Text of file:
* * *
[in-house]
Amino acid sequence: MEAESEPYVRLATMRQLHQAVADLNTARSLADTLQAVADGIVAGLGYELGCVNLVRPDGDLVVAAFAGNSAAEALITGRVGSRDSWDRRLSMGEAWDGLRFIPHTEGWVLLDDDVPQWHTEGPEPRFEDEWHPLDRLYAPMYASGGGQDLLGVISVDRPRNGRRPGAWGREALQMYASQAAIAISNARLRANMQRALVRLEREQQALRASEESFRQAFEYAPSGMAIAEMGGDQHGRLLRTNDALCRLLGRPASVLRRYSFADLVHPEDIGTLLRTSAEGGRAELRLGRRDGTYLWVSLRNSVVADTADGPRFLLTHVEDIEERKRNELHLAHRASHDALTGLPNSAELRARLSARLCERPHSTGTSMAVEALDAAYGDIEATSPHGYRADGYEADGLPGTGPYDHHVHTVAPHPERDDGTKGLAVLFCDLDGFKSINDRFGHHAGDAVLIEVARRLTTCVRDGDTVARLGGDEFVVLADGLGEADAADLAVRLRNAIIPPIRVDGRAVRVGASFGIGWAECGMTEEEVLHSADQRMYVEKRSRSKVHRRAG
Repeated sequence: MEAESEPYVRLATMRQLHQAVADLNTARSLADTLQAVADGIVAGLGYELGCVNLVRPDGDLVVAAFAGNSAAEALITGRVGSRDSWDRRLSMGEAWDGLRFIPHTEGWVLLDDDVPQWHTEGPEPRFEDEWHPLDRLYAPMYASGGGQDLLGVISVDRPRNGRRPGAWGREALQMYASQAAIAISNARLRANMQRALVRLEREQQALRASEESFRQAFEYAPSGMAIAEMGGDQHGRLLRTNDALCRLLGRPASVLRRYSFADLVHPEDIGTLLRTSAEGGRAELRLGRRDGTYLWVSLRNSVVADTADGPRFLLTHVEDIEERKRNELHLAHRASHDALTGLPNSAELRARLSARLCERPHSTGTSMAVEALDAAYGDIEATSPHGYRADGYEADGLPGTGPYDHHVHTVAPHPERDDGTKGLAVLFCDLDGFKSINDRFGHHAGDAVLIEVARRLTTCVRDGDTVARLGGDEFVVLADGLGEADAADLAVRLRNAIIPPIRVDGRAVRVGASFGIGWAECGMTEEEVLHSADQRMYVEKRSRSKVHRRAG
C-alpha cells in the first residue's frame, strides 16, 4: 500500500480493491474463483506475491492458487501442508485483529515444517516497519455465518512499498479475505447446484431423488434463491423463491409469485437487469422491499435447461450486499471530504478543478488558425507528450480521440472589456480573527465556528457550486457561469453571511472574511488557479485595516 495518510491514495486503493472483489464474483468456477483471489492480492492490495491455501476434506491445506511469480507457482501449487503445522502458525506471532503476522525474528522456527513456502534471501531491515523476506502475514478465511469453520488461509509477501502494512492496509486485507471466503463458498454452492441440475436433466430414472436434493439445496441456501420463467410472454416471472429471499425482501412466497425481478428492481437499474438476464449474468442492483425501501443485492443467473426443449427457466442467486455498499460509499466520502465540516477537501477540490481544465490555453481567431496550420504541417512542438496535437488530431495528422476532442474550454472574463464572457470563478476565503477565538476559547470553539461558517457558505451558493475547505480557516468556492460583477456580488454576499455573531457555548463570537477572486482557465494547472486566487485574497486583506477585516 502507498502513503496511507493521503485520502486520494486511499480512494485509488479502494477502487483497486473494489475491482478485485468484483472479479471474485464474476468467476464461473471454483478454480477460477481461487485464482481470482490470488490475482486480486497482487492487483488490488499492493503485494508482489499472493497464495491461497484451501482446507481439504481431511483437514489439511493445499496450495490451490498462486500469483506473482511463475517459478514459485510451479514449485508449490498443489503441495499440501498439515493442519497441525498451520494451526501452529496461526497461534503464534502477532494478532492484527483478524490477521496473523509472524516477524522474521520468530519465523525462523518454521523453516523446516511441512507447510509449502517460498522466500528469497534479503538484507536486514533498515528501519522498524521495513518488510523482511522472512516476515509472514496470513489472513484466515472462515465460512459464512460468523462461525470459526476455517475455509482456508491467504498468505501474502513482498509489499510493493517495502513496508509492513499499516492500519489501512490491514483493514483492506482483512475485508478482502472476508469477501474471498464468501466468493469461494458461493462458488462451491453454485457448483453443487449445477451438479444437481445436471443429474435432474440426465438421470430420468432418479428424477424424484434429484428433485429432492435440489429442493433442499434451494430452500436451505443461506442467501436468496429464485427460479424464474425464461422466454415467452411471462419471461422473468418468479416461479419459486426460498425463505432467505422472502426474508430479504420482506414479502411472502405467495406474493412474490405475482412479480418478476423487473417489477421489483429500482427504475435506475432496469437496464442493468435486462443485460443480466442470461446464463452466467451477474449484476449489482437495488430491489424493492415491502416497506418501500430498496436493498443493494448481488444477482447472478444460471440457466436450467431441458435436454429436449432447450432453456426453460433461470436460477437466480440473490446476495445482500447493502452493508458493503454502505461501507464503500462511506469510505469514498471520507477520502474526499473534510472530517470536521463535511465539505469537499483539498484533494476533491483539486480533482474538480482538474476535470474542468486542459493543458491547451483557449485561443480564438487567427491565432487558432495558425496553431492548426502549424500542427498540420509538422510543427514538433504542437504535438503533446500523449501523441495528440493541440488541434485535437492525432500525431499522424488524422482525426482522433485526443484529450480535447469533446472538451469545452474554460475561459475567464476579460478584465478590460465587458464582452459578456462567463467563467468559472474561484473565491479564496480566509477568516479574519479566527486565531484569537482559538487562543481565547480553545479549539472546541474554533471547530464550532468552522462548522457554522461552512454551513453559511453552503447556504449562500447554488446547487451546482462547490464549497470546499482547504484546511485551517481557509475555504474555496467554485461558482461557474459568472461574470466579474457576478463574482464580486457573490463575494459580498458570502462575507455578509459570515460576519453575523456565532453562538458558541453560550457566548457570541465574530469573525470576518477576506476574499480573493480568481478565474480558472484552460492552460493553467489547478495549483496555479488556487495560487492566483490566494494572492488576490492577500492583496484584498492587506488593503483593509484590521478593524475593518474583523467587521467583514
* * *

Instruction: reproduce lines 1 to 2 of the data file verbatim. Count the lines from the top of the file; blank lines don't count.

[in-house]
Amino acid sequence: MEAESEPYVRLATMRQLHQAVADLNTARSLADTLQAVADGIVAGLGYELGCVNLVRPDGDLVVAAFAGNSAAEALITGRVGSRDSWDRRLSMGEAWDGLRFIPHTEGWVLLDDDVPQWHTEGPEPRFEDEWHPLDRLYAPMYASGGGQDLLGVISVDRPRNGRRPGAWGREALQMYASQAAIAISNARLRANMQRALVRLEREQQALRASEESFRQAFEYAPSGMAIAEMGGDQHGRLLRTNDALCRLLGRPASVLRRYSFADLVHPEDIGTLLRTSAEGGRAELRLGRRDGTYLWVSLRNSVVADTADGPRFLLTHVEDIEERKRNELHLAHRASHDALTGLPNSAELRARLSARLCERPHSTGTSMAVEALDAAYGDIEATSPHGYRADGYEADGLPGTGPYDHHVHTVAPHPERDDGTKGLAVLFCDLDGFKSINDRFGHHAGDAVLIEVARRLTTCVRDGDTVARLGGDEFVVLADGLGEADAADLAVRLRNAIIPPIRVDGRAVRVGASFGIGWAECGMTEEEVLHSADQRMYVEKRSRSKVHRRAG